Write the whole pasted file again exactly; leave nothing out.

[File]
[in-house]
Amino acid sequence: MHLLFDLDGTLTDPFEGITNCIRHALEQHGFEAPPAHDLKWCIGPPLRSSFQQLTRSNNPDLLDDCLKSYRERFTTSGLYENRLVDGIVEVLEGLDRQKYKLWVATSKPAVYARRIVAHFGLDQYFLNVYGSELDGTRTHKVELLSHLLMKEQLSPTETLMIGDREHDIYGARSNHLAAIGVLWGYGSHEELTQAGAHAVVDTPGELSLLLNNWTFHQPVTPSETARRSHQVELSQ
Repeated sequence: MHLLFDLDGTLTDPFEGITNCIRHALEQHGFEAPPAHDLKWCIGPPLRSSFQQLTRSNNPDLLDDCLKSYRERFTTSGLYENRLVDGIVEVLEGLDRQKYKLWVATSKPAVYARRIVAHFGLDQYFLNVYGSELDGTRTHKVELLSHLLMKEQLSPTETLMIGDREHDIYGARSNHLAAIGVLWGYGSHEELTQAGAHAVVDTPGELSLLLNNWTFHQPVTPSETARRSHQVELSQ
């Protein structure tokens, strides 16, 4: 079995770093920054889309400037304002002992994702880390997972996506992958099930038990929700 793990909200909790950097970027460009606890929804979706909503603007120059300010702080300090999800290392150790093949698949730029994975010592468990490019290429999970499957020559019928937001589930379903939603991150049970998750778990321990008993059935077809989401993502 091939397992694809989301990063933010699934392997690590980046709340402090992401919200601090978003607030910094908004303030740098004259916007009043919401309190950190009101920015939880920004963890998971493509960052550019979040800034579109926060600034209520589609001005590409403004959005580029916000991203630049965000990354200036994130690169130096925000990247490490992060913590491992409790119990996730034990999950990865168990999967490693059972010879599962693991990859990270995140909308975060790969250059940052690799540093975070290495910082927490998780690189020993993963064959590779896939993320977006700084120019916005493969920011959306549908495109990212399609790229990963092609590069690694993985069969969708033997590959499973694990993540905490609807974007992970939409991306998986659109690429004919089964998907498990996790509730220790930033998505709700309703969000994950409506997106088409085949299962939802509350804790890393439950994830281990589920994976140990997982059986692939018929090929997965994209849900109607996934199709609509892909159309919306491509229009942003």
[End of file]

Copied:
[in-house]
Amino acid sequence: MHLLFDLDGTLTDPFEGITNCIRHALEQHGFEAPPAHDLKWCIGPPLRSSFQQLTRSNNPDLLDDCLKSYRERFTTSGLYENRLVDGIVEVLEGLDRQKYKLWVATSKPAVYARRIVAHFGLDQYFLNVYGSELDGTRTHKVELLSHLLMKEQLSPTETLMIGDREHDIYGARSNHLAAIGVLWGYGSHEELTQAGAHAVVDTPGELSLLLNNWTFHQPVTPSETARRSHQVELSQ
Repeated sequence: MHLLFDLDGTLTDPFEGITNCIRHALEQHGFEAPPAHDLKWCIGPPLRSSFQQLTRSNNPDLLDDCLKSYRERFTTSGLYENRLVDGIVEVLEGLDRQKYKLWVATSKPAVYARRIVAHFGLDQYFLNVYGSELDGTRTHKVELLSHLLMKEQLSPTETLMIGDREHDIYGARSNHLAAIGVLWGYGSHEELTQAGAHAVVDTPGELSLLLNNWTFHQPVTPSETARRSHQVELSQ
């Protein structure tokens, strides 16, 4: 079995770093920054889309400037304002002992994702880390997972996506992958099930038990929700 793990909200909790950097970027460009606890929804979706909503603007120059300010702080300090999800290392150790093949698949730029994975010592468990490019290429999970499957020559019928937001589930379903939603991150049970998750778990321990008993059935077809989401993502 091939397992694809989301990063933010699934392997690590980046709340402090992401919200601090978003607030910094908004303030740098004259916007009043919401309190950190009101920015939880920004963890998971493509960052550019979040800034579109926060600034209520589609001005590409403004959005580029916000991203630049965000990354200036994130690169130096925000990247490490992060913590491992409790119990996730034990999950990865168990999967490693059972010879599962693991990859990270995140909308975060790969250059940052690799540093975070290495910082927490998780690189020993993963064959590779896939993320977006700084120019916005493969920011959306549908495109990212399609790229990963092609590069690694993985069969969708033997590959499973694990993540905490609807974007992970939409991306998986659109690429004919089964998907498990996790509730220790930033998505709700309703969000994950409506997106088409085949299962939802509350804790890393439950994830281990589920994976140990997982059986692939018929090929997965994209849900109607996934199709609509892909159309919306491509229009942003």